UNIVERSAL CITY, Calif. (AP) â€” Hundreds of thousands of items used in film and television productions went on the auction block Thursday as the oldest prop house in Hollywood began a five-day sale of its million-item inventory.
Ellis Props & Graphics is closing after 92 years in business because rentals are declining as film and TV production increasingly leaves Los Angeles, said Keith Burns, a consultant for auction organizer Remarketing Associates.
High-profile items included a life preserver used in ``Titanic,'' and one of Darth Vader's light sabers from ``Star Wars.'' The light saber, a backup prop that wasn't used in any of the films, fetched $8,000, the most paid for any item on the first day of the auction, said Ellis spokeswoman Cathy Scott.
Other items recalled decades of Saturday matinees: assorted skeletons and boxes of bones, an electric chair, a Radio Flyer wagon, a fake buffalo on wheels, patrol car light bars, ship anchors, a ``plasma ray gun'' and assorted drums, mummies and Army canteens.
The bulk of the offerings was much more ordinary: salt shakers, books, canes, costume jewelry, bicycles, eyeglasses, typewriters, grandfather clocks and suitcases.
About 60 people bid in person at the Universal Hilton and many others took part online during the auction's first day.
The vast collection was acquired beginning in 1908, when a pawn shop, Ellis Mercantile, began renting merchandise to early filmmakers. According to Ellis Props, it began when a studio employee wanted to buy a glass eye. The pawn shop decided to rent it in case the owner returned, and it continued the practice with other items.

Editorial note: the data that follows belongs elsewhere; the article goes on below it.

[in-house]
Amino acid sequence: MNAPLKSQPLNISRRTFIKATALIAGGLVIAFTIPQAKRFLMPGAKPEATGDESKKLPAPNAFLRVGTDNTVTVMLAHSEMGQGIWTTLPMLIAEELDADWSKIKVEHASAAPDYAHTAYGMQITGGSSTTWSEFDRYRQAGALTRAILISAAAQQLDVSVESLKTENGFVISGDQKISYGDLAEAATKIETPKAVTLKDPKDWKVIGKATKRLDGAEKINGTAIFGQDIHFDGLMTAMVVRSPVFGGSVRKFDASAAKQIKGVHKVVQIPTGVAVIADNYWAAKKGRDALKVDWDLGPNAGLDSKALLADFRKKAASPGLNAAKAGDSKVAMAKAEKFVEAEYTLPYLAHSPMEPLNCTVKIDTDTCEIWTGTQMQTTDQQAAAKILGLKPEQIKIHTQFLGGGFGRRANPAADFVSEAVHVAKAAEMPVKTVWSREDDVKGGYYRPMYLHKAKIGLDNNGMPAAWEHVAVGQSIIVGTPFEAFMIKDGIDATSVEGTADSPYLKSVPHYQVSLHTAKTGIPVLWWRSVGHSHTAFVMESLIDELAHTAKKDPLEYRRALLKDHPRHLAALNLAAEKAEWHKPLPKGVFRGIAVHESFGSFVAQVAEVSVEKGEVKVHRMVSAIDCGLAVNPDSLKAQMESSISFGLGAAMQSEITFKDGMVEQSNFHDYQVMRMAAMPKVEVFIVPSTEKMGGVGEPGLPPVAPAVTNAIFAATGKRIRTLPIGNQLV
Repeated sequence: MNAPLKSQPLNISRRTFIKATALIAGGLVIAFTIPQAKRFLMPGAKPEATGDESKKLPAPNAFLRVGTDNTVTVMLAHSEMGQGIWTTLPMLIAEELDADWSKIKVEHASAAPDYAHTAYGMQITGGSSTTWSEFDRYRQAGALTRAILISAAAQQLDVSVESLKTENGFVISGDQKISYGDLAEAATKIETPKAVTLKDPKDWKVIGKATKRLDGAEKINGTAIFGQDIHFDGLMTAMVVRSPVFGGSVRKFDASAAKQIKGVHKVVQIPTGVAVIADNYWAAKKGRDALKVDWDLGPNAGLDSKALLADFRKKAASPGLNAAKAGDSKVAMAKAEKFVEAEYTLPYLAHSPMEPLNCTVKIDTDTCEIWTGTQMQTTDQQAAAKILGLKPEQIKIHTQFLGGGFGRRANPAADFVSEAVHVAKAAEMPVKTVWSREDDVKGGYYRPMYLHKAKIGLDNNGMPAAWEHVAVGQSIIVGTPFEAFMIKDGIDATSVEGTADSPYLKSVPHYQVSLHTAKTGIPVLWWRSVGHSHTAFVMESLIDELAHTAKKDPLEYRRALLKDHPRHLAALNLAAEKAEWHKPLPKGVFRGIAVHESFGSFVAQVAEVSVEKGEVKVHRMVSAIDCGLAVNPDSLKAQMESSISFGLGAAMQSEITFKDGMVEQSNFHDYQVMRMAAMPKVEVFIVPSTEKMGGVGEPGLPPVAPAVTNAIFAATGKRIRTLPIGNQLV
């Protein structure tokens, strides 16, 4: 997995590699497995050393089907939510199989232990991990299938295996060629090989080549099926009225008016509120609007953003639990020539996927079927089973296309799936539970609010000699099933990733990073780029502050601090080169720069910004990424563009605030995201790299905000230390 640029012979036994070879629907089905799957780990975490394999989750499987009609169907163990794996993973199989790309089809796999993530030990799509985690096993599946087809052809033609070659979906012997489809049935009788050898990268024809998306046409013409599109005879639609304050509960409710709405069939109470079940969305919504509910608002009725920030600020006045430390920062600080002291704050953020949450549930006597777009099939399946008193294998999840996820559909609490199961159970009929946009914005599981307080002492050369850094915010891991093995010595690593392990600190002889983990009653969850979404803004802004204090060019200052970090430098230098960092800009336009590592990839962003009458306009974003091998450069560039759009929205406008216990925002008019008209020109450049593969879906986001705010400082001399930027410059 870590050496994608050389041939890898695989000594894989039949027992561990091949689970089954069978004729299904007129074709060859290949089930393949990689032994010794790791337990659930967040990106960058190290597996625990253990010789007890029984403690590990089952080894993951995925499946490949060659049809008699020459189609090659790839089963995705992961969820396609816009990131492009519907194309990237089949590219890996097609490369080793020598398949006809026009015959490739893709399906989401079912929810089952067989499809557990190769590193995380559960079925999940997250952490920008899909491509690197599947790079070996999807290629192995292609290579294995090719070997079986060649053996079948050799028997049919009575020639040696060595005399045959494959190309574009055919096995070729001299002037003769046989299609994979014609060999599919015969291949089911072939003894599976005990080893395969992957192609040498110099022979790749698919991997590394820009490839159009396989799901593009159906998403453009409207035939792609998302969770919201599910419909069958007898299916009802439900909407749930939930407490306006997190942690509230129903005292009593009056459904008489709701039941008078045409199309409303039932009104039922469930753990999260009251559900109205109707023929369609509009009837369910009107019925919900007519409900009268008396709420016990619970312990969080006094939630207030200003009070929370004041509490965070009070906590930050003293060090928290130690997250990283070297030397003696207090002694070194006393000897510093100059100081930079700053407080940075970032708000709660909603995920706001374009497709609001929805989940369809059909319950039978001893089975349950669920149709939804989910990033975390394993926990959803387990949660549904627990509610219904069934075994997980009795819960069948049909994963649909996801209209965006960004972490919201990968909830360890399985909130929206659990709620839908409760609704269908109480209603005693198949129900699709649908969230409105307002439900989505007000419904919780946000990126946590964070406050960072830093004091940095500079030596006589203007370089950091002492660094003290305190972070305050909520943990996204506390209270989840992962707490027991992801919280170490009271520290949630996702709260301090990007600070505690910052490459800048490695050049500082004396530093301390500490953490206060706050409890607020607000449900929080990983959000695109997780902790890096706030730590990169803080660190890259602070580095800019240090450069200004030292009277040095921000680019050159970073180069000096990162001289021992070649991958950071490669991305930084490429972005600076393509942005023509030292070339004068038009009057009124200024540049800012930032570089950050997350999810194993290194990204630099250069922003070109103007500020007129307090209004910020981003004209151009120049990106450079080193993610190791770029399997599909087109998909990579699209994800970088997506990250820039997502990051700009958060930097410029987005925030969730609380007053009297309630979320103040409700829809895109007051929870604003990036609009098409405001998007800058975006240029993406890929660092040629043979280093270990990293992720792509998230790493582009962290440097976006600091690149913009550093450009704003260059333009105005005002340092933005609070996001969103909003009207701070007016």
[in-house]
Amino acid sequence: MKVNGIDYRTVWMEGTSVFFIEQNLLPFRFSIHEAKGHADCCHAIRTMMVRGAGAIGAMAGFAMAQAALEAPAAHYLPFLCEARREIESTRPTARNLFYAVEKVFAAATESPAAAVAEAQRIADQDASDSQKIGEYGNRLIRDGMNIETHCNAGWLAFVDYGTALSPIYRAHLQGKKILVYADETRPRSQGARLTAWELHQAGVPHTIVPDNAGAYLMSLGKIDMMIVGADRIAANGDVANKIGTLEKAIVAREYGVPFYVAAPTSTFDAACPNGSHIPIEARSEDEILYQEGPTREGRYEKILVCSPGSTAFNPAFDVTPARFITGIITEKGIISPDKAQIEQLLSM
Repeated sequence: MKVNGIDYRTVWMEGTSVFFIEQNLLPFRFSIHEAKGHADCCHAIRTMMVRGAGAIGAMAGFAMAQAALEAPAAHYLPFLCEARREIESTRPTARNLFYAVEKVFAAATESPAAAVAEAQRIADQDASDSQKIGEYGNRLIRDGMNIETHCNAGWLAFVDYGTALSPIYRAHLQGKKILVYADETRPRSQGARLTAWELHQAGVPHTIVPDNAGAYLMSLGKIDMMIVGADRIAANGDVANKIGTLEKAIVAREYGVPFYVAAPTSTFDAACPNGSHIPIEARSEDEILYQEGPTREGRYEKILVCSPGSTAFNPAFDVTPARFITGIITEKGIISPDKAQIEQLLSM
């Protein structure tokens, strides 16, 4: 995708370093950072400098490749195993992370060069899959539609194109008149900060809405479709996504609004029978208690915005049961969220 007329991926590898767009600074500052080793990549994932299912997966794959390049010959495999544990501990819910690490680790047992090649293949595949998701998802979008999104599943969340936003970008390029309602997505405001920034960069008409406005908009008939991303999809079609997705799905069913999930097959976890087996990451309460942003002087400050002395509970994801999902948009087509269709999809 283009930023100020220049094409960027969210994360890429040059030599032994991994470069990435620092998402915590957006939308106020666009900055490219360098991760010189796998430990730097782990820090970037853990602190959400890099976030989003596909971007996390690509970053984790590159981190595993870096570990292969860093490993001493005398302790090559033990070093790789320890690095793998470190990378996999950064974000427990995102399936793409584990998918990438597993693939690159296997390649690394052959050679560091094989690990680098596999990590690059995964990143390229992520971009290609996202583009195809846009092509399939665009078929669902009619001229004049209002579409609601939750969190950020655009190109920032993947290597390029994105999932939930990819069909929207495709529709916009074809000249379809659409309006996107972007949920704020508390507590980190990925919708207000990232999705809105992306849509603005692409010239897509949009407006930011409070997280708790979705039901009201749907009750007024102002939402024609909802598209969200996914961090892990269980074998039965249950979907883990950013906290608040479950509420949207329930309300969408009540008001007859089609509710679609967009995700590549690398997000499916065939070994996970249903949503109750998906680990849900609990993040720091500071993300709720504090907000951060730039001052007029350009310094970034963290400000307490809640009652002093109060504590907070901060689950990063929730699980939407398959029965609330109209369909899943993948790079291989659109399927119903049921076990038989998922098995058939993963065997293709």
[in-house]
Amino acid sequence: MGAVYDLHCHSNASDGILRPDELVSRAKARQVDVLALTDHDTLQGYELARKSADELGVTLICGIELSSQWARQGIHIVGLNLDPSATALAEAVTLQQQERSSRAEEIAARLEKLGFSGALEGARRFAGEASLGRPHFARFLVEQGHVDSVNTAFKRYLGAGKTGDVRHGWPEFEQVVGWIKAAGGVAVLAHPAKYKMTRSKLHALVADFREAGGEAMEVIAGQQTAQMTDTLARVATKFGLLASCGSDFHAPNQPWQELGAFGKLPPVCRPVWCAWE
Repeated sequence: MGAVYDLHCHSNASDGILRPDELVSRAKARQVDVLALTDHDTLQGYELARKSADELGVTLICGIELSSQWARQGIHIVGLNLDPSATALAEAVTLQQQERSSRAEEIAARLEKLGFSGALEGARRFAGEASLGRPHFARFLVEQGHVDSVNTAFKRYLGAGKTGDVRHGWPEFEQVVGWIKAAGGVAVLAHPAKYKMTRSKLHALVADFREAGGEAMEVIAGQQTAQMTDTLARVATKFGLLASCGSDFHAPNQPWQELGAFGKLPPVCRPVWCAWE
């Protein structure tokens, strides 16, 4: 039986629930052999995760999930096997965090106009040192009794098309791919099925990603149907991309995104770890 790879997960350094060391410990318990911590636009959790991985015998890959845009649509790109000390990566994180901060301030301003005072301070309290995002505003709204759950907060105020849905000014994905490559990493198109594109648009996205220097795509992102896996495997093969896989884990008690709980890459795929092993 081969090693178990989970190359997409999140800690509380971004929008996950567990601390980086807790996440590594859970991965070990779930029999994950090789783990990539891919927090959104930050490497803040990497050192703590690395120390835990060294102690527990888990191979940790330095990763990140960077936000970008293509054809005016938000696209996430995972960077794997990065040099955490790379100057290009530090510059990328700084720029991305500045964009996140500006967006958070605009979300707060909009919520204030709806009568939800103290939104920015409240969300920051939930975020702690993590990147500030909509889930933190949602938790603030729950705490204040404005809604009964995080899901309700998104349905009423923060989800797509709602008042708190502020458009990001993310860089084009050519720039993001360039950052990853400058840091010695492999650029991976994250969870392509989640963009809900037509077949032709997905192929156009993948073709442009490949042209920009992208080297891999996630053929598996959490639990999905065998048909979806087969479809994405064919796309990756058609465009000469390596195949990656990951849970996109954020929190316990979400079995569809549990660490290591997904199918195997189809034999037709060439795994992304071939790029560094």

``The props are irresistible, you really feel like you want to make a movie,'' said Susan Zatarain, who went to a preview Wednesday in the dim and dusty building in search of posters or anything else ``that strikes me as being interesting.''
Other prop houses, including History for Hire and Disney Imagineering, sent buyers to the auction.
An antique phone sold for $3,800, and Laverne's suitcase from the ``Laverne and Shirley'' show sold for $500.
The nine-barrel Gatling gun used by Clint Eastwood in ``The Outlaw Josey Wales'' is expected to sell for more than $35,000, Burns said.
Whether or not all the items were actually used in movies or TV productions could not be authenticated because some of the records were destroyed by a previous owner, said Jeri Dubner of Remarketing Associates. But she said she didn't expect that to hurt sales, saying, ``a lot of it has memorabilia value.''
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